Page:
nep-fmk New Economics Papers
on Financial Markets
Issue of 2018‒06‒25
four papers chosen by

  1. Investors’ Uncertainty and Stock Market Risk By Escobari, Diego; Jafarinejad, Mohammad
  2. The Impact of Regulatory Stress Testing on Bank's Equity and CDS Performance By Lukas Ahnert; Pascal Vogt; Volker Vonhoff; Florian Weigert
  3. Modeling Euro STOXX 50 Volatility with Common and Market–specific Components By Fabrizio Cipollini; Giampiero M. Gallo
  4. The Risk-Adjusted Performance of Alternative Investment Funds and UCITS: A Comparative Analysis By Camilleri, Silvio John; Farrugia, Ritienne

  1. By: Escobari, Diego; Jafarinejad, Mohammad
    Abstract: We propose a novel approach to model investors' uncertainty using the conditional volatility of investors' sentiment. Working with weekly data on investor sentiment, six major U.S. stock indices, and alternative measures of uncertainty, we run various tests to validate our proposed measure. The estimates show that investors' uncertainty is greater during economic downturns, and it is linked with lower investors' sentiment. In addition, the results support the existence of a positive conditional correlation between sentiment and returns. This positive spillover between sentiment and returns is interpreted as a positive link between investors' uncertainty and market risk. We also find that investors’ uncertainty and market risk are strongly driven by their lagged values. Our measure consistently captures periods of high uncertainty as shown by a positive and highly statistically significant correlation with other existing measures of uncertainty.
    Keywords: Conditional Volatility; Dynamic Correlation; DCC-GARCH; Investors’ Uncertainty; Sentiment; Stock Market Risk
    JEL: G20 G21 G23 R3 R31
    Date: 2018–05
  2. By: Lukas Ahnert; Pascal Vogt; Volker Vonhoff; Florian Weigert
    Abstract: This paper investigates the impact of stress testing results on bank's equity and CDS performance using a large sample of ten tests from the US CCAR and the European EBA regimes in the time period between 2010 and 2017. We find that passing banks experience positive abnormal equity returns and tighter CDS spreads, while failing banks show strong drops in equity prices and widening CDS spreads. Interestingly, we also document strong market reactions at the announcement date of the stress tests. A bank’s asset quality and its return on equity at the time of the announcement are significant predictors of the pass/fail outcome of a bank.
    Keywords: Banks, Stress Testing, Equity Performance, CDS Performance
    JEL: G00 G21 G28
    Date: 2018–05
  3. By: Fabrizio Cipollini (Dipartimento di Statistica “G. Parenti”, Università di Firenze, Italy); Giampiero M. Gallo (Sezione Regionale di Controllo per la Lombardia, Corte dei Conti, Italy; Rimini Centre for Economic Analysis)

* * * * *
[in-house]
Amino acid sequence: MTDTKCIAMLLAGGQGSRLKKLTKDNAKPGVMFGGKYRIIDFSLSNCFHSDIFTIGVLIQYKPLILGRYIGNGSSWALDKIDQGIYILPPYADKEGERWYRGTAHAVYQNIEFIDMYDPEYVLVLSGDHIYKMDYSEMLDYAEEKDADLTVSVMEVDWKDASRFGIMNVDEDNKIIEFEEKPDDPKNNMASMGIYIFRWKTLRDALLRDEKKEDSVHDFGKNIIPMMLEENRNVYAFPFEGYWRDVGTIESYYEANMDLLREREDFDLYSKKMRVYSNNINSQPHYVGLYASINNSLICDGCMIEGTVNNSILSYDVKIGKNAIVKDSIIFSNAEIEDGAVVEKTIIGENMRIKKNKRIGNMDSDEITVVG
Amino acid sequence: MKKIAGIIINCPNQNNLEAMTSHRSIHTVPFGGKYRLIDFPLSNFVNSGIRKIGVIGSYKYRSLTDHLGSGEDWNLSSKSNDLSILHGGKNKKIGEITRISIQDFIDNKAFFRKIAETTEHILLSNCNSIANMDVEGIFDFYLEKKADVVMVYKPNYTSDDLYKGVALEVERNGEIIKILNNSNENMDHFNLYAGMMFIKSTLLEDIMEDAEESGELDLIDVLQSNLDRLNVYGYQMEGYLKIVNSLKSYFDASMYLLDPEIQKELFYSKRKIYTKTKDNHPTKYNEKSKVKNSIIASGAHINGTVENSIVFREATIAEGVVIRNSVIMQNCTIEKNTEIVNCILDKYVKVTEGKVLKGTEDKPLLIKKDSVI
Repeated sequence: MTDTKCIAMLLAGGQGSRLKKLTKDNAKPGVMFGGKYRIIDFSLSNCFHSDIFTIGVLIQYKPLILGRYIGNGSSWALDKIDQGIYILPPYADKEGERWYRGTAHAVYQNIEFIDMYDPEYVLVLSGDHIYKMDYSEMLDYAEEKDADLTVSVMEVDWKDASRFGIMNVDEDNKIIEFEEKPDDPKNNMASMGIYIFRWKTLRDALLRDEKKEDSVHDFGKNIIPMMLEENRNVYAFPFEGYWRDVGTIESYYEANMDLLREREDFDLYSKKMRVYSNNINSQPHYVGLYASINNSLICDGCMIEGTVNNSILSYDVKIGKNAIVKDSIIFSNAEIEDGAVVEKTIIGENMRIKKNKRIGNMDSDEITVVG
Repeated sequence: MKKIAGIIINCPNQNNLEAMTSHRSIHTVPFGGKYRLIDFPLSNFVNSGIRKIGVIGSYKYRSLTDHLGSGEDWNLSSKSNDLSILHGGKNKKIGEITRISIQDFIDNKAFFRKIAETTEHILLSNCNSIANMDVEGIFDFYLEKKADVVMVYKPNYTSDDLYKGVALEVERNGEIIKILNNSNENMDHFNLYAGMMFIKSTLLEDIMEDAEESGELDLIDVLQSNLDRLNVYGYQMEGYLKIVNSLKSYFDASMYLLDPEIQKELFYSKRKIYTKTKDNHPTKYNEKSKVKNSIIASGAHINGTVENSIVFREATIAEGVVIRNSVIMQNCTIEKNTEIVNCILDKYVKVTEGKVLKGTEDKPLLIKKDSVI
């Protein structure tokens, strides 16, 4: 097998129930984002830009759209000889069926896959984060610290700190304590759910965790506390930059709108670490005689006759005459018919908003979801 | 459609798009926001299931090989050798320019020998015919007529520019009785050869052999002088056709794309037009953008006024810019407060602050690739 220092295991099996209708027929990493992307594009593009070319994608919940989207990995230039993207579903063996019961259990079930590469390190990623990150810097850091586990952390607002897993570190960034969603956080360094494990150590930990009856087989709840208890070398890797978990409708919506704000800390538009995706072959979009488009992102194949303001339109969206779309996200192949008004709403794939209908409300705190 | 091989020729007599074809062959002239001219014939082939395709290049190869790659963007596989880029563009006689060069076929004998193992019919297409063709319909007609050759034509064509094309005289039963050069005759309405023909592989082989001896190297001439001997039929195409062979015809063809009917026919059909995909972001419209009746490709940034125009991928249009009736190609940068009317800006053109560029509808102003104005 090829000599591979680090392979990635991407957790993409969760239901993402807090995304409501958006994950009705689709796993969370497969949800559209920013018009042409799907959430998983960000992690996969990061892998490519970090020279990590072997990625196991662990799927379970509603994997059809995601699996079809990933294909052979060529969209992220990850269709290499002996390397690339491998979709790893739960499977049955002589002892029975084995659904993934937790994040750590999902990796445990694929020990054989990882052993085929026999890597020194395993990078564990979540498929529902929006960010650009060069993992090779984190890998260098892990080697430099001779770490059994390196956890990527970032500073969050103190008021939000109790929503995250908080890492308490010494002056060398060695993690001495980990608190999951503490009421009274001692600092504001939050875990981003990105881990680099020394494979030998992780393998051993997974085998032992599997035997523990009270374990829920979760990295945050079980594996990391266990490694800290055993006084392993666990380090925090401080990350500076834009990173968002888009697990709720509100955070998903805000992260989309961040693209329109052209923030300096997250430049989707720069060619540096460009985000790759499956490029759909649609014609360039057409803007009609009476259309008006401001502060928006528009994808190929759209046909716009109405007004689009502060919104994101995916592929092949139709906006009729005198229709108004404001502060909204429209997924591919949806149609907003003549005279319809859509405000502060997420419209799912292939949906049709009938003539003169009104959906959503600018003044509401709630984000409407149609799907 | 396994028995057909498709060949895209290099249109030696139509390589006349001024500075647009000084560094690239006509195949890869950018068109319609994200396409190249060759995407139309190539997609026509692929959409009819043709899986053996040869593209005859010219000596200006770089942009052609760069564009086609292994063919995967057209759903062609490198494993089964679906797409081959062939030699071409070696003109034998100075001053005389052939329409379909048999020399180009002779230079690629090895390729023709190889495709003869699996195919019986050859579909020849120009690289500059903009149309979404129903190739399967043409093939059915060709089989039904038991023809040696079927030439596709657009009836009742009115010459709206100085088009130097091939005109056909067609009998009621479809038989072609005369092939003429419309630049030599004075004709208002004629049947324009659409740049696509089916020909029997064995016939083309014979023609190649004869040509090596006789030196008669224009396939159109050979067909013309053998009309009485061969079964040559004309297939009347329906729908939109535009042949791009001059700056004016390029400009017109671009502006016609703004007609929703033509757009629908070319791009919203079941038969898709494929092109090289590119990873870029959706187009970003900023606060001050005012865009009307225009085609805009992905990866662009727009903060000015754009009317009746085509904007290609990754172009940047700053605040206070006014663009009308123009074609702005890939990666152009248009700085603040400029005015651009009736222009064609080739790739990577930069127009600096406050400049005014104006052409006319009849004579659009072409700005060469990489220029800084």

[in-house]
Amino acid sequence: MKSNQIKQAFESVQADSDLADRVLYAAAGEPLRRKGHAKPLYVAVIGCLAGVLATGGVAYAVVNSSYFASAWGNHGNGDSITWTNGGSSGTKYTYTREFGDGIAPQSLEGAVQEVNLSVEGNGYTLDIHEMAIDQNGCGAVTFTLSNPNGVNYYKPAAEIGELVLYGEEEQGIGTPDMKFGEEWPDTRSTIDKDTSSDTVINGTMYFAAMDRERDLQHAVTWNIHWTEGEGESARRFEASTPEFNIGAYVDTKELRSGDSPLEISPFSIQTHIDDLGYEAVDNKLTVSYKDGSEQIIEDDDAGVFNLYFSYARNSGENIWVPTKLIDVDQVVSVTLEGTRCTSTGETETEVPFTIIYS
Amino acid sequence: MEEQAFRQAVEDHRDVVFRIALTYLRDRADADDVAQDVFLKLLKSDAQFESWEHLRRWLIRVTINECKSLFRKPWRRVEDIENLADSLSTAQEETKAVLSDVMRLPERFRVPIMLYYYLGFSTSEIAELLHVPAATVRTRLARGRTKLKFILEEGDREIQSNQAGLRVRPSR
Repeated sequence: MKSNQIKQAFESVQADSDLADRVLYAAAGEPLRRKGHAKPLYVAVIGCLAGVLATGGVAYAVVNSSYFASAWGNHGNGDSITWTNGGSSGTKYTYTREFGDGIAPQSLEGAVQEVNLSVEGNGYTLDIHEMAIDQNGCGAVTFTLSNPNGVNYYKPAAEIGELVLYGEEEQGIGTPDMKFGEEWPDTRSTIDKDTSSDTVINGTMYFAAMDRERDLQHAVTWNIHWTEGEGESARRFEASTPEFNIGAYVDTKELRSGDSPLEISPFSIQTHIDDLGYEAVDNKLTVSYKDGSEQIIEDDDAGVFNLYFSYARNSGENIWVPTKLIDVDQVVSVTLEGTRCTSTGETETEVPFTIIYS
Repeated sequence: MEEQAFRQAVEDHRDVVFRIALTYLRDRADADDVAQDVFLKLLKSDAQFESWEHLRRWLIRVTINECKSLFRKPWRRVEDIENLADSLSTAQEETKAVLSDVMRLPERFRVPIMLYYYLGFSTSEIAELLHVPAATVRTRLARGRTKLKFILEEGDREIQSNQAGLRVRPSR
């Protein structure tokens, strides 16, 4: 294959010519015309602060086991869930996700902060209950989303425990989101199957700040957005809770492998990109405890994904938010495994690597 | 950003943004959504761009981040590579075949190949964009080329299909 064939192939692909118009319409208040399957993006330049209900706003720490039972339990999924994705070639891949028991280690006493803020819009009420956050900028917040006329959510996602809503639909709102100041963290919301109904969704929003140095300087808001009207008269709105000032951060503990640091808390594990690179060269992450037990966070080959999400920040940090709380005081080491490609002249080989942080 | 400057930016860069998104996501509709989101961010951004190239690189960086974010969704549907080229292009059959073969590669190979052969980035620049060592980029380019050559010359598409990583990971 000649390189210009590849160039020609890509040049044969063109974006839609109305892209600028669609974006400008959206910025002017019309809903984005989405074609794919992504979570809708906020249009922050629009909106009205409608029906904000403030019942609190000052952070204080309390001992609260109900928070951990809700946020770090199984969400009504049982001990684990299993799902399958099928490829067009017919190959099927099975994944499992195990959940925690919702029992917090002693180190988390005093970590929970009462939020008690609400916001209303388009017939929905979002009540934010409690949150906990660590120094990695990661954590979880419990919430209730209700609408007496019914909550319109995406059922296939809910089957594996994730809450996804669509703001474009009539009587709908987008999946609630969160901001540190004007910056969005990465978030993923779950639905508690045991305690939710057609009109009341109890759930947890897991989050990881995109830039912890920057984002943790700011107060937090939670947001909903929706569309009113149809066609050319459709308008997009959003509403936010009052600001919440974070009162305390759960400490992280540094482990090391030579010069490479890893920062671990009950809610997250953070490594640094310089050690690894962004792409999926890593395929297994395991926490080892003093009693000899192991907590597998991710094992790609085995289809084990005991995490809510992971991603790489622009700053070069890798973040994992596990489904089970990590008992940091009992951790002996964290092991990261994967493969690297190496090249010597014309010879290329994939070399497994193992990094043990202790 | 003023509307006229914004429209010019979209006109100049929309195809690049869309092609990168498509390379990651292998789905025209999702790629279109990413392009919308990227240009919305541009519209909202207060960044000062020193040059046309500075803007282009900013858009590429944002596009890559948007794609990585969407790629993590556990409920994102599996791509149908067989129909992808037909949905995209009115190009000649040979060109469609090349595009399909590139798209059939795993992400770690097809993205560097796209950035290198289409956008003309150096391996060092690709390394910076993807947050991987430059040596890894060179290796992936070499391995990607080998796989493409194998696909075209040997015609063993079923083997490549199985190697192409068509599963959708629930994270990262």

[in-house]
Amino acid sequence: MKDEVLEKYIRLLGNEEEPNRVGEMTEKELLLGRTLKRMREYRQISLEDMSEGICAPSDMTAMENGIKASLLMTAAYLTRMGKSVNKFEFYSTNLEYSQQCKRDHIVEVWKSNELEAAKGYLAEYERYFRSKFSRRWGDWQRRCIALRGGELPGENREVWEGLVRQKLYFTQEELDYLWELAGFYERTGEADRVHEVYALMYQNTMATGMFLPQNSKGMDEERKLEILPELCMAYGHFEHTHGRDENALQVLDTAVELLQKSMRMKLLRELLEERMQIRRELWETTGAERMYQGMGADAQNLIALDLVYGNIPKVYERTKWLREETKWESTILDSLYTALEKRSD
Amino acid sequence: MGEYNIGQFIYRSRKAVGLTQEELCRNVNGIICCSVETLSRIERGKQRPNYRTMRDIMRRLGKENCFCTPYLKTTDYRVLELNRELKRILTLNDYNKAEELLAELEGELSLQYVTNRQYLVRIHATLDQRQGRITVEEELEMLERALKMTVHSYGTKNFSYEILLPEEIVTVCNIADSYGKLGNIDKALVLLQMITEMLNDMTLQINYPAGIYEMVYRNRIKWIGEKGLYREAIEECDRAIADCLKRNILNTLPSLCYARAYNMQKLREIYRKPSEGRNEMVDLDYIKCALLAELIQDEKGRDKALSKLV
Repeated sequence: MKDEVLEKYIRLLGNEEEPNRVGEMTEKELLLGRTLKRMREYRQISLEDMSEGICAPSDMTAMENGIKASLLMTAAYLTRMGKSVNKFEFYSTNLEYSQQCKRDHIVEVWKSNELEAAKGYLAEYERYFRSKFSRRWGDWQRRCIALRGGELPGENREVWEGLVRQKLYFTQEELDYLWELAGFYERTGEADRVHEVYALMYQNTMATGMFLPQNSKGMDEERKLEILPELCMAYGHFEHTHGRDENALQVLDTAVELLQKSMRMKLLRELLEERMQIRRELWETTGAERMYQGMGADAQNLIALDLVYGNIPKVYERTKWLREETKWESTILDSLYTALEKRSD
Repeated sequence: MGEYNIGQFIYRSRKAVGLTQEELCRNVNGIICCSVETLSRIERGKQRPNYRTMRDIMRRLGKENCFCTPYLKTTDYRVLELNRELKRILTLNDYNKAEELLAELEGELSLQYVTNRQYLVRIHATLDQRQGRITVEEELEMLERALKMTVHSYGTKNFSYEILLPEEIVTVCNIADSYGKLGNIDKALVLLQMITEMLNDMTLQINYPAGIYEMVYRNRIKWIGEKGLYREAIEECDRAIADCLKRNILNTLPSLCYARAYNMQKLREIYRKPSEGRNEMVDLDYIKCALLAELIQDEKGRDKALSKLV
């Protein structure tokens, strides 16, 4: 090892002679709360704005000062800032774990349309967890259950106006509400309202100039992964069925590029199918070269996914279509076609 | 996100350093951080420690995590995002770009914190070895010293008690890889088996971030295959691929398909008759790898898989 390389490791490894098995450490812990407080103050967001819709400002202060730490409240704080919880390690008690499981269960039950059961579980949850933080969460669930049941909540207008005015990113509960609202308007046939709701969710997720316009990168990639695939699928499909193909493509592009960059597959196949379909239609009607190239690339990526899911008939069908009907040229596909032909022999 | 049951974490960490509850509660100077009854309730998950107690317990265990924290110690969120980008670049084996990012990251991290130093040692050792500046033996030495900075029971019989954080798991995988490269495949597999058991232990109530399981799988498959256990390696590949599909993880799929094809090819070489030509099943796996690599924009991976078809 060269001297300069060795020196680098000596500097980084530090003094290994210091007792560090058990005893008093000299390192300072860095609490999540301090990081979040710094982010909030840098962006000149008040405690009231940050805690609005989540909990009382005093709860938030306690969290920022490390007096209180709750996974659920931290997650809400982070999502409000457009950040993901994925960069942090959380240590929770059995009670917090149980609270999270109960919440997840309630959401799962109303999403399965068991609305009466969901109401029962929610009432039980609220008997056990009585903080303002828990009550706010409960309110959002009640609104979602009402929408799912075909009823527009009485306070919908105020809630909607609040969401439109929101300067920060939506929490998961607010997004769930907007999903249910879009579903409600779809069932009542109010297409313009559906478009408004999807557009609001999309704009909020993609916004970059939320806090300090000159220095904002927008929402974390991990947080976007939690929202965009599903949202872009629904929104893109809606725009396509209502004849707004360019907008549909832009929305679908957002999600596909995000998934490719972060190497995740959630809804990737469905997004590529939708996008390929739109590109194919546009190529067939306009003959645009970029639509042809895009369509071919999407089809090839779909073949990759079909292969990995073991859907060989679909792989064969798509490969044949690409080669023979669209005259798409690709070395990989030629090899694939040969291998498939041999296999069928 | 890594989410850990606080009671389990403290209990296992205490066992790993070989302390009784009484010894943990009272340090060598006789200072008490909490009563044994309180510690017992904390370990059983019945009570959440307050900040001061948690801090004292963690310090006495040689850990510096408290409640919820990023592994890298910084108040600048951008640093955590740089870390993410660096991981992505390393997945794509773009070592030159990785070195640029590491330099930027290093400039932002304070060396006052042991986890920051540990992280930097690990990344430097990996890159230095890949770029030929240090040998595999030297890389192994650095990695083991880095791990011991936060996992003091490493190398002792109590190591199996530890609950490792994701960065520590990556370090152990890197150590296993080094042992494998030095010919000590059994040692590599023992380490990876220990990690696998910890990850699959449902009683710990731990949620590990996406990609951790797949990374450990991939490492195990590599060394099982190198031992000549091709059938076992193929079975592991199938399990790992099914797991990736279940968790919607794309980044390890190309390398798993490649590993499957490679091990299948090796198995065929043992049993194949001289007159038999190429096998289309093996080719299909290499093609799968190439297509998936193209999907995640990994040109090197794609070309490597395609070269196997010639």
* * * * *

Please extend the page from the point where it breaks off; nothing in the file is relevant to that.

Abstract: Similar volatility patterns are observables in the Euro area across national indices, suggesting the possibility of an underlying common component as a consequence of financial and monetary integration. This peculiar interdependence across market volatilities is captured by an additive component vector Multiplicative Error Model (vMEM) where the volatility dynamics is split between a common and a vector of market–specific components. When extracted from five major market indices and used as additional regressors in a HAR specification for the Euro STOXX 50 (a Euro area wide index) volatility, these components replace the terms that mimic long memory in the HAR, providing an interesting interpretation for volatility dynamics.
    Keywords: Realized Volatility, (vector) Multiplicative Error Models, GMM, HAR, Common Component, Euro area
    Date: 2018–06
  4. By: Camilleri, Silvio John; Farrugia, Ritienne
    Abstract: This study evaluates the performance of a selection of Alternative Investment Funds (AIFs), and Undertakings for Collective Investment in Transferable Securities Funds (UCITS) which followed a global geographic focus strategy during the period 2010-2016. These two fund structures are governed by different regulatory frameworks, which have evolved and re-shaped over the years. Various yardsticks are employed to evaluate the risk-adjusted performance of the sampled funds, and Monte-Carlo simulations are used to gauge the possible out-of-sample returns. Most of the sampled funds underperformed the benchmark index in terms of their Sharpe and Treynor ratios. Whilst UCITS registered a better overall performance, AIFs outperformed UCITS towards the end of the sample period. This suggests that investors should not assume that one fund structure is inherently superior to the other, since the relative performance may vary over time.
    Keywords: AIFs; collective investment funds; performance evaluation; performance persistence; Sharpe ratio; Treynor ratio; UCITS; value-at-risk
    JEL: G11 G17 G23
    Date: 2018–05

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